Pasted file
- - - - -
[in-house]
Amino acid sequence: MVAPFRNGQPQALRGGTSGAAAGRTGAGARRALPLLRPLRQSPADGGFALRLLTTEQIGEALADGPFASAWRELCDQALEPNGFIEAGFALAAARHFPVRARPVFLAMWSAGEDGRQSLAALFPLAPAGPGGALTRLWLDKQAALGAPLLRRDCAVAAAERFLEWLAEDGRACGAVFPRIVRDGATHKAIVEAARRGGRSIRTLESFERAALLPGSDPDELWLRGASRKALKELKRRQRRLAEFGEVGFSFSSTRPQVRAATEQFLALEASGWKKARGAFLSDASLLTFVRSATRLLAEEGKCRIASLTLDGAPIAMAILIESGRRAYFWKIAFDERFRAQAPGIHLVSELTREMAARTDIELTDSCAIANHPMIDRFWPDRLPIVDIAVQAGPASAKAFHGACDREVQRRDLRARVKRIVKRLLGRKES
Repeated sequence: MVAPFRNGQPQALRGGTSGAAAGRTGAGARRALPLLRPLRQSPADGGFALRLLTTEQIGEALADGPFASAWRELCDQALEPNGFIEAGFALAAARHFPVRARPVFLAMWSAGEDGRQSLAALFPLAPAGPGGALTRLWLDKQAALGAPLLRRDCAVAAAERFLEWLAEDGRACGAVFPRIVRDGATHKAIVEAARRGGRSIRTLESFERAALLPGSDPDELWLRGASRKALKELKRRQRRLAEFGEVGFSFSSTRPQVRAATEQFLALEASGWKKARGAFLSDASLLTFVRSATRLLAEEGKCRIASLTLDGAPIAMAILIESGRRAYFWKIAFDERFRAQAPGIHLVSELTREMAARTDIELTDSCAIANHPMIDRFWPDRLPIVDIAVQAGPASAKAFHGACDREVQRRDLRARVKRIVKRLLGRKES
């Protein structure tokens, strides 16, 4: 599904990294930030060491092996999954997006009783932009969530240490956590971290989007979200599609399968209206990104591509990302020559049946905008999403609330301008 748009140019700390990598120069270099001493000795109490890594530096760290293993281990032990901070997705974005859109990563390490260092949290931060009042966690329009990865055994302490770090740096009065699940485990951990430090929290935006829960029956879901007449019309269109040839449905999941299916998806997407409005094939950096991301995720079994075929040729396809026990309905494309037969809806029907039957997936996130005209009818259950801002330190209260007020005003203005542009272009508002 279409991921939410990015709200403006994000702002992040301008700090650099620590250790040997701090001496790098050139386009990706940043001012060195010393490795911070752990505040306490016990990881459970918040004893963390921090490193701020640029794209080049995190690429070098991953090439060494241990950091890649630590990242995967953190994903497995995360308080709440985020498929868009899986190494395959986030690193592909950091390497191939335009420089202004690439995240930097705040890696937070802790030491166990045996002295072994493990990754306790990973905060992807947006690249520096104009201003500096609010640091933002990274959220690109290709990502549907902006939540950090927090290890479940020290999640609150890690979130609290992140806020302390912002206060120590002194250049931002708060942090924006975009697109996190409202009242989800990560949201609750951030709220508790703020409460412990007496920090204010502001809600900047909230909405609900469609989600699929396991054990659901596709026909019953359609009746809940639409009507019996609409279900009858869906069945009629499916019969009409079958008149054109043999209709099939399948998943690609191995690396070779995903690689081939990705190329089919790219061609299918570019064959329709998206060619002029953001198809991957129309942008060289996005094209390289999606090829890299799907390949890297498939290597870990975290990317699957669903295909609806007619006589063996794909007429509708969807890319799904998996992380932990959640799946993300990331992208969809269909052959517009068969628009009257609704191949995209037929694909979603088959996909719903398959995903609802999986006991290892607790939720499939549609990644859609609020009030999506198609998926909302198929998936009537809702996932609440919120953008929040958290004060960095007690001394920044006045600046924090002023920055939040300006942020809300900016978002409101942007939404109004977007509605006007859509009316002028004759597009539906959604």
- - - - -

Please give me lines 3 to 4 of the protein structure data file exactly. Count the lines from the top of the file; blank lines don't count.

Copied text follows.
Repeated sequence: MVAPFRNGQPQALRGGTSGAAAGRTGAGARRALPLLRPLRQSPADGGFALRLLTTEQIGEALADGPFASAWRELCDQALEPNGFIEAGFALAAARHFPVRARPVFLAMWSAGEDGRQSLAALFPLAPAGPGGALTRLWLDKQAALGAPLLRRDCAVAAAERFLEWLAEDGRACGAVFPRIVRDGATHKAIVEAARRGGRSIRTLESFERAALLPGSDPDELWLRGASRKALKELKRRQRRLAEFGEVGFSFSSTRPQVRAATEQFLALEASGWKKARGAFLSDASLLTFVRSATRLLAEEGKCRIASLTLDGAPIAMAILIESGRRAYFWKIAFDERFRAQAPGIHLVSELTREMAARTDIELTDSCAIANHPMIDRFWPDRLPIVDIAVQAGPASAKAFHGACDREVQRRDLRARVKRIVKRLLGRKES
């Protein structure tokens, strides 16, 4: 599904990294930030060491092996999954997006009783932009969530240490956590971290989007979200599609399968209206990104591509990302020559049946905008999403609330301008 748009140019700390990598120069270099001493000795109490890594530096760290293993281990032990901070997705974005859109990563390490260092949290931060009042966690329009990865055994302490770090740096009065699940485990951990430090929290935006829960029956879901007449019309269109040839449905999941299916998806997407409005094939950096991301995720079994075929040729396809026990309905494309037969809806029907039957997936996130005209009818259950801002330190209260007020005003203005542009272009508002 279409991921939410990015709200403006994000702002992040301008700090650099620590250790040997701090001496790098050139386009990706940043001012060195010393490795911070752990505040306490016990990881459970918040004893963390921090490193701020640029794209080049995190690429070098991953090439060494241990950091890649630590990242995967953190994903497995995360308080709440985020498929868009899986190494395959986030690193592909950091390497191939335009420089202004690439995240930097705040890696937070802790030491166990045996002295072994493990990754306790990973905060992807947006690249520096104009201003500096609010640091933002990274959220690109290709990502549907902006939540950090927090290890479940020290999640609150890690979130609290992140806020302390912002206060120590002194250049931002708060942090924006975009697109996190409202009242989800990560949201609750951030709220508790703020409460412990007496920090204010502001809600900047909230909405609900469609989600699929396991054990659901596709026909019953359609009746809940639409009507019996609409279900009858869906069945009629499916019969009409079958008149054109043999209709099939399948998943690609191995690396070779995903690689081939990705190329089919790219061609299918570019064959329709998206060619002029953001198809991957129309942008060289996005094209390289999606090829890299799907390949890297498939290597870990975290990317699957669903295909609806007619006589063996794909007429509708969807890319799904998996992380932990959640799946993300990331992208969809269909052959517009068969628009009257609704191949995209037929694909979603088959996909719903398959995903609802999986006991290892607790939720499939549609990644859609609020009030999506198609998926909302198929998936009537809702996932609440919120953008929040958290004060960095007690001394920044006045600046924090002023920055939040300006942020809300900016978002409101942007939404109004977007509605006007859509009316002028004759597009539906959604």